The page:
Imagine advertisers lining up for the opportunity to gain favor with the Ex, driving up DJT company revenues, adding billions to the Ex’s paper net worth. He could channel cash flows into building a walled executive palace, conveniently near Mar A Lago, modeled after Buckingham Palace or the Russian or Hungarian executive palaces. Jared could pitch in, pressuring the Saudis for contributions to finance the palatial, gold-plated Olympic-size pool.

For good measure, the Ex could follow the lead of Southern governors and declare a legal war on investing in beneficial environmental, social, and governance funds (sometimes referred to as ESG funds) and attract money from oil and gas and firearms organizations. That could finance the gold-plating of palatial vanities and toilets. Further, it would be advantageous to ignore the societal and investor benefits of ESG principles and funds. After all, a political assault on the ESG industry would boost political points with the base, and fatten the coffers of the Ex.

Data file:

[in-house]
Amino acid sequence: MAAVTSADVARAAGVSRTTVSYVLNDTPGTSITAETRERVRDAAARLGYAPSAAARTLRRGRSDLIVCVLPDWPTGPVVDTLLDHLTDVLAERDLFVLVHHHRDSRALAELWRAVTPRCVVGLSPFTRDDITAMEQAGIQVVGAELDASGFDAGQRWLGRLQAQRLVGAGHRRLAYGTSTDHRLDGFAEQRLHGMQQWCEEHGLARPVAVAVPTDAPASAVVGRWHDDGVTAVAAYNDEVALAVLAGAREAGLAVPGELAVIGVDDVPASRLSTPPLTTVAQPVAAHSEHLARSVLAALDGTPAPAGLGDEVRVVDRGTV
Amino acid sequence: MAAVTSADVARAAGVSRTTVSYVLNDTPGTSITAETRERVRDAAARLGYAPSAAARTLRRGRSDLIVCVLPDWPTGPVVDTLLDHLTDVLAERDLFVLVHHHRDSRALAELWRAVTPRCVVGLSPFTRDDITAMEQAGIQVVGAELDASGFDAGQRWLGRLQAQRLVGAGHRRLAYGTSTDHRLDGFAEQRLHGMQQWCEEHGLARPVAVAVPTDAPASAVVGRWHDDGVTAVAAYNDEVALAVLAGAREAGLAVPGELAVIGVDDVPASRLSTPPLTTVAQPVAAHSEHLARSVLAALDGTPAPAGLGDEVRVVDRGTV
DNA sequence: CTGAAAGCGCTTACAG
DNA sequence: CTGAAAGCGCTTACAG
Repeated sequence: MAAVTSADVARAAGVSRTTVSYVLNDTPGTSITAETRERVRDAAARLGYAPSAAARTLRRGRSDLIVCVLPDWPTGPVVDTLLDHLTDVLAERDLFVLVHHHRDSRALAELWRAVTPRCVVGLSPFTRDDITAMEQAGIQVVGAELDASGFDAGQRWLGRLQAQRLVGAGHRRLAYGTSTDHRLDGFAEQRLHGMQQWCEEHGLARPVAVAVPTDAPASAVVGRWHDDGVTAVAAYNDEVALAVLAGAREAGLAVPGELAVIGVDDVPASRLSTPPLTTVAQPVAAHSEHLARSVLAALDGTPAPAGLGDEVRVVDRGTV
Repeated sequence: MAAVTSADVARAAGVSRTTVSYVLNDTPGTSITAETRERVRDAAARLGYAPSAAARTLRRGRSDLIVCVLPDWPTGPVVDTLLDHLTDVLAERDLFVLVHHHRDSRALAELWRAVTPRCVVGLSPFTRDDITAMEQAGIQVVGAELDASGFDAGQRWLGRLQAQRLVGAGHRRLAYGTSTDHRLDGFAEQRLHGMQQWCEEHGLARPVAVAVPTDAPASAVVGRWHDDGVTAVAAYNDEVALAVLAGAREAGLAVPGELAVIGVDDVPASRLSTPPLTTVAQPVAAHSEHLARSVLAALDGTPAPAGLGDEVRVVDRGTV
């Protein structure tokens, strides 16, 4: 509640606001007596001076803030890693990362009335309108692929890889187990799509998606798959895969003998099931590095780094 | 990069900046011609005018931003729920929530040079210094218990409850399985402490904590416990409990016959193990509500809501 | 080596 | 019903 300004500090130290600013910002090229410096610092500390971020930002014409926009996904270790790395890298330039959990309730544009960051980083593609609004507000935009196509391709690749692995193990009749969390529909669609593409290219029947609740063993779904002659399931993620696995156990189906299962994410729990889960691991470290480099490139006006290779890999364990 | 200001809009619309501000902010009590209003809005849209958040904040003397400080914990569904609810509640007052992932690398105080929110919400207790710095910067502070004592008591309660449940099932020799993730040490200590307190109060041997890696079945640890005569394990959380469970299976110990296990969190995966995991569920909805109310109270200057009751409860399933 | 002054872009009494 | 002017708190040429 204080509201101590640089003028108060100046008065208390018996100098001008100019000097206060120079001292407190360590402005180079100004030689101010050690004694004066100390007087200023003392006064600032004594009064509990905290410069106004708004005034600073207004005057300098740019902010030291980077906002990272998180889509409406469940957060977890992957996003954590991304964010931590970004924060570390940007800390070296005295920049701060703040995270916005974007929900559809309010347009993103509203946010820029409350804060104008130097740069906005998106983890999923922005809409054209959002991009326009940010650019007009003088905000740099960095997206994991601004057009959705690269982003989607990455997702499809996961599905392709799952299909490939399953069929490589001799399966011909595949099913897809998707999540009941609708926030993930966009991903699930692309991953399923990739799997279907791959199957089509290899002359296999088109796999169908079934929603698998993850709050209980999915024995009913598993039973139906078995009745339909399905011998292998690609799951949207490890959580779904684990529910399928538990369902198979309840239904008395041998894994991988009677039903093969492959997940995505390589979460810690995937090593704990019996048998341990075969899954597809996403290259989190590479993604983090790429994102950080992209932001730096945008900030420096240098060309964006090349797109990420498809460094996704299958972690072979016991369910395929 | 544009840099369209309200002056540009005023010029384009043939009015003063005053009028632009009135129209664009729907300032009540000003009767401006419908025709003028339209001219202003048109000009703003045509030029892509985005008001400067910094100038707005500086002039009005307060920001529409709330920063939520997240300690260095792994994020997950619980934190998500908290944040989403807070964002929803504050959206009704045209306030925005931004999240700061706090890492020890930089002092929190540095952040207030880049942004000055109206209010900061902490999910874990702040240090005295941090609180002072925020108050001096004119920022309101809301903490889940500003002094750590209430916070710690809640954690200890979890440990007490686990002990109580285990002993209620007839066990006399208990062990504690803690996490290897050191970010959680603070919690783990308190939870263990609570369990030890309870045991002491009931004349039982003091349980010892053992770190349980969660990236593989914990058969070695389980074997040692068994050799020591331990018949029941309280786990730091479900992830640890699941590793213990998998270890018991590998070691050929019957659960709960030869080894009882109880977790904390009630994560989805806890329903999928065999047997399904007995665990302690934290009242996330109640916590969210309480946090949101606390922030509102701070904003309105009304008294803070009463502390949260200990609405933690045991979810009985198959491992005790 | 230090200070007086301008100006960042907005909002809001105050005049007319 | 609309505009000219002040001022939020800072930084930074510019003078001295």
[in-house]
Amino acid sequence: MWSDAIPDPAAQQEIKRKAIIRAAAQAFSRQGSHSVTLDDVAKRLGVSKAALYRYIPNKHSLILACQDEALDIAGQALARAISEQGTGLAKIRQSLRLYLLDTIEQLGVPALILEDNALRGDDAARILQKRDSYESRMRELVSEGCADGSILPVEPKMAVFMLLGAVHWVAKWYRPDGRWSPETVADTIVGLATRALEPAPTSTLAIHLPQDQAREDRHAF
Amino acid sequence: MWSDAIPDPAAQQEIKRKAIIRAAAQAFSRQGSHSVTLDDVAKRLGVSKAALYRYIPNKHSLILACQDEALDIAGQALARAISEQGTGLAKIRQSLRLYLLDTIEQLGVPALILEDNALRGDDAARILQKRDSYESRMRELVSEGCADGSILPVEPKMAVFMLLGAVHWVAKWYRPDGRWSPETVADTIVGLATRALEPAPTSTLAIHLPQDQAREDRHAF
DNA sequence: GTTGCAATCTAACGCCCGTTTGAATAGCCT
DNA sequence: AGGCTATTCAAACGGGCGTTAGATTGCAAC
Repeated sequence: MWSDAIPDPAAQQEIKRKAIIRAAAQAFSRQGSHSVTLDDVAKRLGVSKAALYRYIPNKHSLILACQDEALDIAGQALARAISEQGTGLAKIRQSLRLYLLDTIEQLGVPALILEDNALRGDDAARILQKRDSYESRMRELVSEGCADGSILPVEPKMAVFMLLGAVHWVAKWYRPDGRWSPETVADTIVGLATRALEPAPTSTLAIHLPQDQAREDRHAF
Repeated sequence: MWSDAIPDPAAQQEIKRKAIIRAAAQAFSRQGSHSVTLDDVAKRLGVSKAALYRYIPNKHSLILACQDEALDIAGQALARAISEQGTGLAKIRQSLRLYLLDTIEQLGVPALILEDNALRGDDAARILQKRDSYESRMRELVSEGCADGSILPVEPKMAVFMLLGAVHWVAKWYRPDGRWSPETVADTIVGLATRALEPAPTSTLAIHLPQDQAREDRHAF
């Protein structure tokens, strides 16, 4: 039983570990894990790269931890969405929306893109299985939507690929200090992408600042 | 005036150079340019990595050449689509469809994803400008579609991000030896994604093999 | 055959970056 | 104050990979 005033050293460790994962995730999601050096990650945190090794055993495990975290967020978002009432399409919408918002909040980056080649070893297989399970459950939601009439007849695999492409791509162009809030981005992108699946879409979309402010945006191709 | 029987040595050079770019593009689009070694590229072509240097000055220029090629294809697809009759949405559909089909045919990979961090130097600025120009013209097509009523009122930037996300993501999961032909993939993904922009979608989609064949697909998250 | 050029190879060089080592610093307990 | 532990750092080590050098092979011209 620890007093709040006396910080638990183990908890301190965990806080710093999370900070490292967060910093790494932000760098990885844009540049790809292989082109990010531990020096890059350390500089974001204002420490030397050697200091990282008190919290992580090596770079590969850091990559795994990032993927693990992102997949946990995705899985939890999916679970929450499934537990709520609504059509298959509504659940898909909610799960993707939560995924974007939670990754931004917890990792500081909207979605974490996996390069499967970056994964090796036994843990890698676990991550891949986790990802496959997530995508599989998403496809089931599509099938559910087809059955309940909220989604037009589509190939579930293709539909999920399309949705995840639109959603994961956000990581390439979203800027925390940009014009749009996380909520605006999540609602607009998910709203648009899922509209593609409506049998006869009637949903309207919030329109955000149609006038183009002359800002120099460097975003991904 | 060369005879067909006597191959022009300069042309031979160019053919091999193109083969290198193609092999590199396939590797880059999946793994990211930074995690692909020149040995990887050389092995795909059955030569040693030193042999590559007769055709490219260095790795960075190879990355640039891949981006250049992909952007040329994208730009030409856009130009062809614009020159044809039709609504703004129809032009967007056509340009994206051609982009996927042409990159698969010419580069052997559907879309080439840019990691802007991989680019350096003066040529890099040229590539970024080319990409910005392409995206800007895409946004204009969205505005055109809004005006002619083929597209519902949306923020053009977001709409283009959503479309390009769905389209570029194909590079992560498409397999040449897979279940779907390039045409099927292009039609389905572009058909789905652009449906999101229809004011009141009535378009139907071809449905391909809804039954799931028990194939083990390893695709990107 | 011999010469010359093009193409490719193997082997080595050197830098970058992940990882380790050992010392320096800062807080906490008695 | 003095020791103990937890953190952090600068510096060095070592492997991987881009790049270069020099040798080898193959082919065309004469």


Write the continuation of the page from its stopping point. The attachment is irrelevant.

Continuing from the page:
So who are you – an investor or a speculator? And which scenario do you buy into: a fundamental long-term valuation approach or a dystopian speculator view? Between DraftKings commercials, which buttons would you click?

Jim Margard
Jim Margard
Jim Margard is a retired entrepreneurial investment manager, founder and partner of Rainier Investment Management, and a Chartered Financial Analyst. He serves on the Finance Committee of the Pike Place Market Foundation and resides at First and Union.


  1. This is a very handy review of recent investing manias, with a nod to the famous Dutch Tulip mania, which was at least based on the concept of investing in “real stuff” (exotic tulip bulbs) instead of dubious schemes such as Trump Media, NFTs and crypto, the favored exchange medium of crooked regimes and mobsters everywhere.
    I’m hopeful that re-electing Joe Biden will cause DJT (the stock) to lose its luster, though I feel sorry for the supporters of DJT (the orange guy) who put their money on the line for a con-man. But, “a Fool and his money are soon parted” is as true now as it was when first uttered.